Stephenson accurately summarized a long-standing deficiency in the field of biological detection-obtaining, and/or validating, reliable information about the performance of a detector. “It’s all about being an informed buyer,” she said. “Independent validation by a reputable third party goes a long way to provide the end user with peace of mind.”
Anyone needing additional assurance will take comfort from the fact that the new performance standards have plenty of independent evaluation and subsequent validation. The AOAC organized 12 laboratories across the United States to assess the performance of the RAMP system and other candidate detectors.
“This is only the beginning,” Stephenson said. “Performance standards for other biological agents are in the works.” The performance standards will have a significant impact on the marketplace, she also said. “I think we’ll see a shake-up across the board in biological detection. Primarily, I can see future grant moneys tied to approved products. I also see buyers having more concrete and reliable information at their disposal. If you have faith in the performance standards, then you should have faith in the machines that gain approval.”
Performance standards are important, but there are other factors to consider when purchasing a biological detector. Among those factors is adaptability. Buyers should also consider how quickly the technology could be adapted to address an emerging threat. “That’s absolutely critical,” Stephenson says. “You want technology that is versatile. If the threats change, the machine should be able to adapt.”
The RAMP System is a good example of adaptable technology. The system’s small hand-held reader provides results in 15 minutes and is simple to use: A swab sample is placed in a cartridge and inserted into the reader, and the machine does the rest.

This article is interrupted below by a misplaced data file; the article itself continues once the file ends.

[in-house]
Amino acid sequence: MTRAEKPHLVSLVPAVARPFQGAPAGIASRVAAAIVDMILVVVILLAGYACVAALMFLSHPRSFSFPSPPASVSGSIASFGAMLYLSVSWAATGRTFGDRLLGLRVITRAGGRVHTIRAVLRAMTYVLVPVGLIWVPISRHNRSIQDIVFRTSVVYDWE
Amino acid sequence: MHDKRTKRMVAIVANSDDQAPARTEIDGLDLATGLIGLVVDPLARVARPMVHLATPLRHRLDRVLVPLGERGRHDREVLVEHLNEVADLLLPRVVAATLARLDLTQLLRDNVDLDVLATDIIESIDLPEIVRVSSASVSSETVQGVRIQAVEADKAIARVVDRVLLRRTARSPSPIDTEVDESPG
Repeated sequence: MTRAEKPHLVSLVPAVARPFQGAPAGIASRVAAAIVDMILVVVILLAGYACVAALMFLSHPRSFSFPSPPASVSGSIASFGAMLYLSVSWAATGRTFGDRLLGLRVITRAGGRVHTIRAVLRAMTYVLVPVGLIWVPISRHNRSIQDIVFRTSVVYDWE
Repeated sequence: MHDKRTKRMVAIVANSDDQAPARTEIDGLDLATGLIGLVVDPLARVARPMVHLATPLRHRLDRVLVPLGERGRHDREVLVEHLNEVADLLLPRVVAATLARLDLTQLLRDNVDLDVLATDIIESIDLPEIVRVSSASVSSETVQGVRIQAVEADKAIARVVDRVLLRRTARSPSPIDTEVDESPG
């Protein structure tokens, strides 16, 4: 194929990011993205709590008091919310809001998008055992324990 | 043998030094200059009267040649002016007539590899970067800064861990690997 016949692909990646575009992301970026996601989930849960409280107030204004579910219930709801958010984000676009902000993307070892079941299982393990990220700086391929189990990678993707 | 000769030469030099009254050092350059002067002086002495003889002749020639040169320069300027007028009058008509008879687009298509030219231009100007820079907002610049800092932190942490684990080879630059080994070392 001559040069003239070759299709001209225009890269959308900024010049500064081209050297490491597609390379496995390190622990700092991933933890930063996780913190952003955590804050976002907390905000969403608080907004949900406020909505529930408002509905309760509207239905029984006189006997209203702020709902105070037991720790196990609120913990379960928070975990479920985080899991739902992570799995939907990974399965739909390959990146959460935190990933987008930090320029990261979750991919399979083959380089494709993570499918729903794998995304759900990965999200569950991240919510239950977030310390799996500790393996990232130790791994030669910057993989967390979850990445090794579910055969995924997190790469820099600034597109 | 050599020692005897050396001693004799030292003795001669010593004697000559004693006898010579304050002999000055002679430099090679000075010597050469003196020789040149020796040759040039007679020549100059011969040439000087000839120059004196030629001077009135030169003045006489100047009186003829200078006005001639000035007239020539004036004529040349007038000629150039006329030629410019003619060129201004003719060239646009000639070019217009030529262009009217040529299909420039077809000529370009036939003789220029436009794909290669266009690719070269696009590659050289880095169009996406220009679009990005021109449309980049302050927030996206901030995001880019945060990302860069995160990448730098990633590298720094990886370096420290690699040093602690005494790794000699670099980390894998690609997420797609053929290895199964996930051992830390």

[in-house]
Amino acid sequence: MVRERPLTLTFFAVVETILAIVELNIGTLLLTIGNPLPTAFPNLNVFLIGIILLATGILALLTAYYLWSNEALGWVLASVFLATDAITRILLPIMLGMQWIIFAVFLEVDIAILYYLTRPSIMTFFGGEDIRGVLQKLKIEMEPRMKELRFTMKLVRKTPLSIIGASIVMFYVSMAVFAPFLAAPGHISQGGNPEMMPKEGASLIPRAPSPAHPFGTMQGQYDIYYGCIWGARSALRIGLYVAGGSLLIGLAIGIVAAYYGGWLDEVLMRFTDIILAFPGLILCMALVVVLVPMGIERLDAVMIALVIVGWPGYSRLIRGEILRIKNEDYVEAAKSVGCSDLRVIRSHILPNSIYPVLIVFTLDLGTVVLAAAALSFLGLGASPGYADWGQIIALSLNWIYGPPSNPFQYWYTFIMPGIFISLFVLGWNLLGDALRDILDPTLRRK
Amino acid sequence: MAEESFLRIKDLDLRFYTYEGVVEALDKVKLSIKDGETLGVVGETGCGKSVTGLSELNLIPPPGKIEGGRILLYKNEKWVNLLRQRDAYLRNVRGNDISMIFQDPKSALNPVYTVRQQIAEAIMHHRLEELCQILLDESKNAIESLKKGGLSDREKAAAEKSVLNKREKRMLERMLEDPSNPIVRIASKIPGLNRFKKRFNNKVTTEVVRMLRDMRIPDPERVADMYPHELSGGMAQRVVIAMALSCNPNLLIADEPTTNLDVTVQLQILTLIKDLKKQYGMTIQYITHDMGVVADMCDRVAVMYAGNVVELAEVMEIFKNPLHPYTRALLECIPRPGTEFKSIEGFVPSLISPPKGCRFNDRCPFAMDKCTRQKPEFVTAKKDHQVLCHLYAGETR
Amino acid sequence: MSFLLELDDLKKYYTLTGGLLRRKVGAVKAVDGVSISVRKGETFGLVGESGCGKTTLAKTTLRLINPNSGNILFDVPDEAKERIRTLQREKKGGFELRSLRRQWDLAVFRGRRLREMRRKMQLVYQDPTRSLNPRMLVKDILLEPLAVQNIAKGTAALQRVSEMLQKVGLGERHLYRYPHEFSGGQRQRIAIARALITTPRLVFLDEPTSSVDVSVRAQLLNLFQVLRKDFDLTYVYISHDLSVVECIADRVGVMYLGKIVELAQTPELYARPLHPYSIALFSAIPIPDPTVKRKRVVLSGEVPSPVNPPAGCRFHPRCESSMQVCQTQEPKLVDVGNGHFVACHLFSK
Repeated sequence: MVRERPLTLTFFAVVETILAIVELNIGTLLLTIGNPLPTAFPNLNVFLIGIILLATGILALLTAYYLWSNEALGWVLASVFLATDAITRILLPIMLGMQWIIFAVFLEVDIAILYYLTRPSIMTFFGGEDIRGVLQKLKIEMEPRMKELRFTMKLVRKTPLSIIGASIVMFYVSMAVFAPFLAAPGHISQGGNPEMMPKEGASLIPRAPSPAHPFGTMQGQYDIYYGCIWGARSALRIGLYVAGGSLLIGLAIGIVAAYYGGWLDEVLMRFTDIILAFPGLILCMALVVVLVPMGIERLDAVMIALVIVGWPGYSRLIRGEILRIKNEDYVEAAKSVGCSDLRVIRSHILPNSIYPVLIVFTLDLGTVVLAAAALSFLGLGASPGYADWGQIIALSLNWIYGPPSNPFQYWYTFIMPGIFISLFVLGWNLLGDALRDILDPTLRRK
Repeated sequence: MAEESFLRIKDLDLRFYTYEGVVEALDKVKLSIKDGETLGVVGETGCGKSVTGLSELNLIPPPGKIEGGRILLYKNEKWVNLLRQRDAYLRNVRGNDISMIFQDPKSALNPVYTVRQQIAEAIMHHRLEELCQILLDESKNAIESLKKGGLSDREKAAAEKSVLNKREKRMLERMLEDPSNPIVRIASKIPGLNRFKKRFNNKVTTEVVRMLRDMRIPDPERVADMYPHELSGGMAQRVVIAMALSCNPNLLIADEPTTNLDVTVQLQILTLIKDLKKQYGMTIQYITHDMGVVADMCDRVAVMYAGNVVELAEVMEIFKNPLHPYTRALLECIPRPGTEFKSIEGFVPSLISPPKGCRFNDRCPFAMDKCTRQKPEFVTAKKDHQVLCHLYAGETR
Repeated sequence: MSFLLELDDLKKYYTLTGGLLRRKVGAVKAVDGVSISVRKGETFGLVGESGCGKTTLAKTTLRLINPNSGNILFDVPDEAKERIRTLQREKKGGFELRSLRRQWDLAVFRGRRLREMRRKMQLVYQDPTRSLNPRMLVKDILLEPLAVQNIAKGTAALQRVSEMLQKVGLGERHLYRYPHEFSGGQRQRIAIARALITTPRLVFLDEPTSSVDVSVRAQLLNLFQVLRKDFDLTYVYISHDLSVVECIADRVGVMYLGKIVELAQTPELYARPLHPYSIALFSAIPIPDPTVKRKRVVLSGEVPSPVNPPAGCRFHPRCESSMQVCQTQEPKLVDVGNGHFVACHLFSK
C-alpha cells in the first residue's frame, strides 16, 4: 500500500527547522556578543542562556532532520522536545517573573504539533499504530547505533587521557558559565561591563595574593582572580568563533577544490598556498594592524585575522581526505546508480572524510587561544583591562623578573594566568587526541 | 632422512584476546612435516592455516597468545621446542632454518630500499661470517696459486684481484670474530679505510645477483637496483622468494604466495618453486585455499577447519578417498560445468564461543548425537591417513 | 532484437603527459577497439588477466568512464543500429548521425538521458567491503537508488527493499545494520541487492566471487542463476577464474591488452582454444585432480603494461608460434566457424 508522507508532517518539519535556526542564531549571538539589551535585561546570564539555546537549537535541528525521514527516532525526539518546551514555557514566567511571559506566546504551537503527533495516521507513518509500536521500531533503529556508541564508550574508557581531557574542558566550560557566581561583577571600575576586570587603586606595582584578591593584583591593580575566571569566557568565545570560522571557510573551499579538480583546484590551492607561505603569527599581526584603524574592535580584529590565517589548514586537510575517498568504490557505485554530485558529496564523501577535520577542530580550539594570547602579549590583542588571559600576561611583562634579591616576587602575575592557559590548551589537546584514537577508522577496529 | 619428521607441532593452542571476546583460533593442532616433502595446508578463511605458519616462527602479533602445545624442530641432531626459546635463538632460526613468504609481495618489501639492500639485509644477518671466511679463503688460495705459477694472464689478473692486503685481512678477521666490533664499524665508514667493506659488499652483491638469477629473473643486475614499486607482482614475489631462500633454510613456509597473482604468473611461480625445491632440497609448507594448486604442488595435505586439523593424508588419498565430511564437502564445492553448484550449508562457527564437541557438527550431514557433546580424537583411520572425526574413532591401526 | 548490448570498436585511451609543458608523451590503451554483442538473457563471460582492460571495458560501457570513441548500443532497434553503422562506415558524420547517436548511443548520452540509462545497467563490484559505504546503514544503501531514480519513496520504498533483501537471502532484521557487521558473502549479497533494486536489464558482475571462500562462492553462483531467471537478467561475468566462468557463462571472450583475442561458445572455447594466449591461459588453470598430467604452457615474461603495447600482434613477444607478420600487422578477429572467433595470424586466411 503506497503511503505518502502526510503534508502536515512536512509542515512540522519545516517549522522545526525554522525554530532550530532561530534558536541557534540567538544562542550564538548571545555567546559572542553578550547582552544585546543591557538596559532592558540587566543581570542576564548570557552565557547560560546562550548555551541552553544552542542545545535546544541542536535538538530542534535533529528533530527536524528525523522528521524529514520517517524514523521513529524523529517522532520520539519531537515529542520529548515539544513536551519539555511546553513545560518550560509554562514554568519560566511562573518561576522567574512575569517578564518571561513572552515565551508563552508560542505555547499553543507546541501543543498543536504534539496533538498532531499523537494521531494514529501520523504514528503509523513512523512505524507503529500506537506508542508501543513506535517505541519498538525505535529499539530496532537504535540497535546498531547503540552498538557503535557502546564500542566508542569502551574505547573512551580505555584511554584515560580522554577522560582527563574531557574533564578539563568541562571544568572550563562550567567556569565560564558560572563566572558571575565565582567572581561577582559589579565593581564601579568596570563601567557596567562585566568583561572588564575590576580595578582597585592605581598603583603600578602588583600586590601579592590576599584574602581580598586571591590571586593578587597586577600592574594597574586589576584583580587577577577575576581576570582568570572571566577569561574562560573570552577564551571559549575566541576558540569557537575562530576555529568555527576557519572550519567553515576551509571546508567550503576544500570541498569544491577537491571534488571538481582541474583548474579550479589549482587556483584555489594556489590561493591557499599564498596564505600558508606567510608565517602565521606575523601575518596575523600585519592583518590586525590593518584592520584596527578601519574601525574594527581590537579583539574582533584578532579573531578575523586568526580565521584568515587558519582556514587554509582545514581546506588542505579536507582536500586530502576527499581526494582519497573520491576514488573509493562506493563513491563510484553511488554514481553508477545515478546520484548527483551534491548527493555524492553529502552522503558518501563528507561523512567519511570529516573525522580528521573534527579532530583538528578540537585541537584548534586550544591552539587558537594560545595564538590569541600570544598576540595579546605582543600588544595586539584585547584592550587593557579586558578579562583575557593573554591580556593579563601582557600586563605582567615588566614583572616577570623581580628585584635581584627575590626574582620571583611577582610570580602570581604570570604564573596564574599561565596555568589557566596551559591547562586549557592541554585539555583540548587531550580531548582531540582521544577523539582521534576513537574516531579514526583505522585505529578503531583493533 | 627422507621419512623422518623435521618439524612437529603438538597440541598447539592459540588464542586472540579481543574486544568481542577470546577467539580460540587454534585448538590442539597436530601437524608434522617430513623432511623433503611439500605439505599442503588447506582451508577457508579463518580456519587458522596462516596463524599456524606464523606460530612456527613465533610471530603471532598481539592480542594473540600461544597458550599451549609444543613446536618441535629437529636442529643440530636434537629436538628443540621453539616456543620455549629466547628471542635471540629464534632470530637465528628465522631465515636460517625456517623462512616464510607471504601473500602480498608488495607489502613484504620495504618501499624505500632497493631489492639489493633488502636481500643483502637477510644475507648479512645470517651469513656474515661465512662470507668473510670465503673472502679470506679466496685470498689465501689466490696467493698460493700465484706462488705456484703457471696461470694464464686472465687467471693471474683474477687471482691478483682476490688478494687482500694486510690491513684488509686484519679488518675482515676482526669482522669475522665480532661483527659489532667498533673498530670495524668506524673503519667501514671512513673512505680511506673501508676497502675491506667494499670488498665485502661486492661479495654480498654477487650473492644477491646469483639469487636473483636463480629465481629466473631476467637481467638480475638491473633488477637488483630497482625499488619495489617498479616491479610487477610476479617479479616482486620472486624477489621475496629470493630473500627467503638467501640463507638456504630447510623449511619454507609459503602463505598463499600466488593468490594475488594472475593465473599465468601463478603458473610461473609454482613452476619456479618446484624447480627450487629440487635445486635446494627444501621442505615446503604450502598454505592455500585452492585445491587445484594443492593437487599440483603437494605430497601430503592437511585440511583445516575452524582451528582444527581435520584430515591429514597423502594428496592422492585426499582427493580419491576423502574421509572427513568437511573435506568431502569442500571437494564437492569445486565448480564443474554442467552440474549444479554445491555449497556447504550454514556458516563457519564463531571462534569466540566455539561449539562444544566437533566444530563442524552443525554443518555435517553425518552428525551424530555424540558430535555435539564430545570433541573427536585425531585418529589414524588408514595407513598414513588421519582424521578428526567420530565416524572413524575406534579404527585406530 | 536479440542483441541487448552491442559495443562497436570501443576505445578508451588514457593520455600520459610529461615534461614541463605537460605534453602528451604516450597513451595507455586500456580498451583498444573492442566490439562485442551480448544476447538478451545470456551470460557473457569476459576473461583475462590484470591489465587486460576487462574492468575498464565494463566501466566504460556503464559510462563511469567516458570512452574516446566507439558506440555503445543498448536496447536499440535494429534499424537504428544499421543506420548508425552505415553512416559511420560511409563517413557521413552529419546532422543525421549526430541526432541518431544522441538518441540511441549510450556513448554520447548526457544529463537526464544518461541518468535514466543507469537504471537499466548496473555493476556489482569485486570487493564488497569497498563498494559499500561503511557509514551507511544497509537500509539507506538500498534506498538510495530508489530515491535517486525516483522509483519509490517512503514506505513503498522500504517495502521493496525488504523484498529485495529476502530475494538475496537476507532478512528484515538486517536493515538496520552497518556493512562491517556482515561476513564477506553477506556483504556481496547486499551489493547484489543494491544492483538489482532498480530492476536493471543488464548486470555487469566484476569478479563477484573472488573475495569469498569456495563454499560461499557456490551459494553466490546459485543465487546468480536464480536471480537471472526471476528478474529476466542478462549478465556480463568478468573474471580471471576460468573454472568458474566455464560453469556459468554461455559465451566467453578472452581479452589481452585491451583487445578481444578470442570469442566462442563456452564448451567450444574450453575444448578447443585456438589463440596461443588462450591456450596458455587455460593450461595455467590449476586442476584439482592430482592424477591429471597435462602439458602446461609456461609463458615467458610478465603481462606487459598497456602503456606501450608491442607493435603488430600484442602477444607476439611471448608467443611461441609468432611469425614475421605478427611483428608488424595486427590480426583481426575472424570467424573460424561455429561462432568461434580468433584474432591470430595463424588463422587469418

For anthrax, 4,000 spores is the threshold for a positive result. That amount of anthrax, Stephenson says, would fit on the head of a pin. Test cartridges for ricin, smallpox, and botulinum toxin also are available for the RAMP system. All the user has to do is match the suspected agent with the appropriate test cartridge.
Bill Radvak, president and CEO of Response Biomedical, said in a recent news release focused on the importance of the new performance standards that the company “applauds” the Department of Homeland Security “for commissioning a definitive evaluation and facilitating the introduction of prescribed performance standards to enable first responders to make informed purchasing decisions.”
Radvak is obviously correct about the importance of making informed purchasing decisions. Never before have the nation’s fire services been in such need of credible information about specialized equipment. New products are coming to market at a head-spinning pace, and it has become increasingly difficult to separate the wheat from the chaff.
The trend toward government-driven validation seems to be a positive step forward that will help government agencies-local, state, and national–spend taxpayer’s precious dollars on proven technology.
For more information about the verification process, visit EPA Verifications
Rob Schnepp is division chief of special operations (ret.) for Alameda County (CA) Fire Department. His incident response career spans 30 years as a special operations fire chief, incident commander, consultant, and published author. He commanded numerous large-scale emergencies for the Alameda County (CA) Fire Department, protecting 500 square miles and two national laboratories in the East Bay of the San Francisco Bay Area. He twice planned and directed Red Command at Urban Shield, the largest Homeland Security exercise in the United States. He served on the curriculum development team and instructed Special Operations Program Management at the U.S. Fire Administration’s National Fire Academy. He is the author of “Hazardous Materials: Awareness and Operations.” He has developed risk assessment, incident management, and incident command training for Fortune 500 companies, foreign governments, and U.S. national laboratories.